Time has not softened Brooks’ stance: Trump rightfully should be in the White House serving his second term in office. Despite that stance, there continues to be no evidence of widespread voter fraud that would have affected the outcome of the election.

In the affidavit, Brooks incorrectly lists the date of the election as Dec. 3, 2020. The election occurred on Nov. 3, 2020.

“In my judgment, the evidence is overwhelming and compelling that the Dec. 3, 2020 elections were the most voter fraud and election theft riddled of any election in United States history,” Brooks said in the affidavit. Brooks does not elaborate on any of the “evidence” he referred to in his statement.

He later writes, “In my judgment and opinion, if only lawful votes were counted by eligible American citizens, then President Donald Trump would have been declared the winner of the 2020 presidential election contest.”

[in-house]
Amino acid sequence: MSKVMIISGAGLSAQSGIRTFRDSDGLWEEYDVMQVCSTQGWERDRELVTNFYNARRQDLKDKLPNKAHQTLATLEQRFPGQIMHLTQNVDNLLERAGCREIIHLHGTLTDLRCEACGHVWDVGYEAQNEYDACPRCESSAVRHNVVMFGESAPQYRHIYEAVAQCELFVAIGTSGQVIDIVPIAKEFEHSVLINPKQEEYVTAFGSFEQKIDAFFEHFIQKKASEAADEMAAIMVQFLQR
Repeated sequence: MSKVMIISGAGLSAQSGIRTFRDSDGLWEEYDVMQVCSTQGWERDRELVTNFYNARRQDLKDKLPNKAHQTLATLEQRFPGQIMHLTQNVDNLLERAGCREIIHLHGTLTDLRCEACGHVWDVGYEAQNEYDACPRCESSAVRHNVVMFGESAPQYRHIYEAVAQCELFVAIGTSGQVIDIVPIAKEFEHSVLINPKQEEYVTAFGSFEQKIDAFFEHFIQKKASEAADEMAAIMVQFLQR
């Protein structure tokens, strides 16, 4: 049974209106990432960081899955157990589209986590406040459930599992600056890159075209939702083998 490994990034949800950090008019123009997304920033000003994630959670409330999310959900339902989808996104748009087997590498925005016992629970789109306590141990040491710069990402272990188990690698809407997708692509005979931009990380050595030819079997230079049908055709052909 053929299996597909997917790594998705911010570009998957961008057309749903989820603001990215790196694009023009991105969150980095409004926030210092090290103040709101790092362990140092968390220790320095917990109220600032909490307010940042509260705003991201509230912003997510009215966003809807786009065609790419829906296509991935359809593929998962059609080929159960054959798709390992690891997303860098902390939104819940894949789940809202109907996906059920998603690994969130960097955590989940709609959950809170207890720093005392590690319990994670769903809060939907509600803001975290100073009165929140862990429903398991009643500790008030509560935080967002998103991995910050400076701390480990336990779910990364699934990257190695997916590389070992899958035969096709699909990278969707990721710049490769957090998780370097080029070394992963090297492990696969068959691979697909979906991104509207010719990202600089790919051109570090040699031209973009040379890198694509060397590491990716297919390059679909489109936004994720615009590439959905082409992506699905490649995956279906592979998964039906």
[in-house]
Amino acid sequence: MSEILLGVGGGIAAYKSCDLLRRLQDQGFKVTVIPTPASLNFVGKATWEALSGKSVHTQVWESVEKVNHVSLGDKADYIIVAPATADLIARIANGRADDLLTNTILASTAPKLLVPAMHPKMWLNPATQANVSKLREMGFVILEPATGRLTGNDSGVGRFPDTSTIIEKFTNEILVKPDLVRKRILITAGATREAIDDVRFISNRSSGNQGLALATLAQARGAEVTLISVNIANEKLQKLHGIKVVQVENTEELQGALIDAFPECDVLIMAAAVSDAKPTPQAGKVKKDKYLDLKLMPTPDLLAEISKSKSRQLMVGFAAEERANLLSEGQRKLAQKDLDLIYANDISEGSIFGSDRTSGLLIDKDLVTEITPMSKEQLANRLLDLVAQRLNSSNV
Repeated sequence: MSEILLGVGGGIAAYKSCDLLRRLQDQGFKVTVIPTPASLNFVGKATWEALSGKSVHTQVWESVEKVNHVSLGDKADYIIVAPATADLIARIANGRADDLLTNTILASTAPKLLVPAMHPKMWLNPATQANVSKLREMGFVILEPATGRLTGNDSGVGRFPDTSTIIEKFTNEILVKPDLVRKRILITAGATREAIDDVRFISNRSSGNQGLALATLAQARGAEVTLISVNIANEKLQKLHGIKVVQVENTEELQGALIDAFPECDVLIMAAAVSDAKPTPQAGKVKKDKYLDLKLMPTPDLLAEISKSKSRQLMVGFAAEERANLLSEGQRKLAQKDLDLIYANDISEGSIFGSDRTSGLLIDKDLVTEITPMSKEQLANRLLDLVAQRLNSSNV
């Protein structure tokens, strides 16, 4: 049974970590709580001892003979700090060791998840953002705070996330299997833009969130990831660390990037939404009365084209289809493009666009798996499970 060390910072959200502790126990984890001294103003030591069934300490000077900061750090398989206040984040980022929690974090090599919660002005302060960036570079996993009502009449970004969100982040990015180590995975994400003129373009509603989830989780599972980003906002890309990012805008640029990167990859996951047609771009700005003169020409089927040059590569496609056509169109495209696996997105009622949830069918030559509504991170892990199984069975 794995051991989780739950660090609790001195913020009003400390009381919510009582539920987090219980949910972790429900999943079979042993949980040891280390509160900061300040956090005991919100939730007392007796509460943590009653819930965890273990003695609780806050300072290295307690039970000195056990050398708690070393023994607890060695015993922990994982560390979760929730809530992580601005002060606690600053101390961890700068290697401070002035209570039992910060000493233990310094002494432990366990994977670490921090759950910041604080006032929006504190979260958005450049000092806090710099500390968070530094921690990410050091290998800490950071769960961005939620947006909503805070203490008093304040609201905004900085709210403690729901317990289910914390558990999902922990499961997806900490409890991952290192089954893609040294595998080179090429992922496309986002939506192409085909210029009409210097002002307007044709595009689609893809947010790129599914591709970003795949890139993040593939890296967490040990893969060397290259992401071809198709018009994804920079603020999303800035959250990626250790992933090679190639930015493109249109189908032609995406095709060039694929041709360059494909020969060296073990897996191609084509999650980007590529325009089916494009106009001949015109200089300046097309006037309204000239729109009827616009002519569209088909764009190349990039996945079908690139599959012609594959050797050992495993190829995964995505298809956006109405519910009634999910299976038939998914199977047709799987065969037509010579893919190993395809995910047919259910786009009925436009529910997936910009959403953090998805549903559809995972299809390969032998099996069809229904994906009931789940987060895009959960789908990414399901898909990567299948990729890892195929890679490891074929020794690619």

There has been no reason to suspect Brooks had changed his mind. Weeks before the Jan. 6 Capitol breach and subsequent congressional certification of the presidential election, Brooks was the first congressman to announce he would object to that certification. His steadfast support of Trump has also secured the former president’s endorsement of Brooks’ Senate campaign.

• What "kick ass" did and didn’t really mean.

In the affidavit, Brooks said he has given hundreds of speeches in his political career. This line — “Today is the day American patriots start taking down names and kicking ass” — is easily the most memorable line from any of those speeches.

In Swalwell’s lawsuit, the phrase “kicking ass” is mentioned on eight occasions.

“Brooks intended these words as a threat of violence or intimidation to block the certification vote from even occurring and/or to coerce members of Congress to disregard the results of the election,” according to Swalwell’s lawsuit.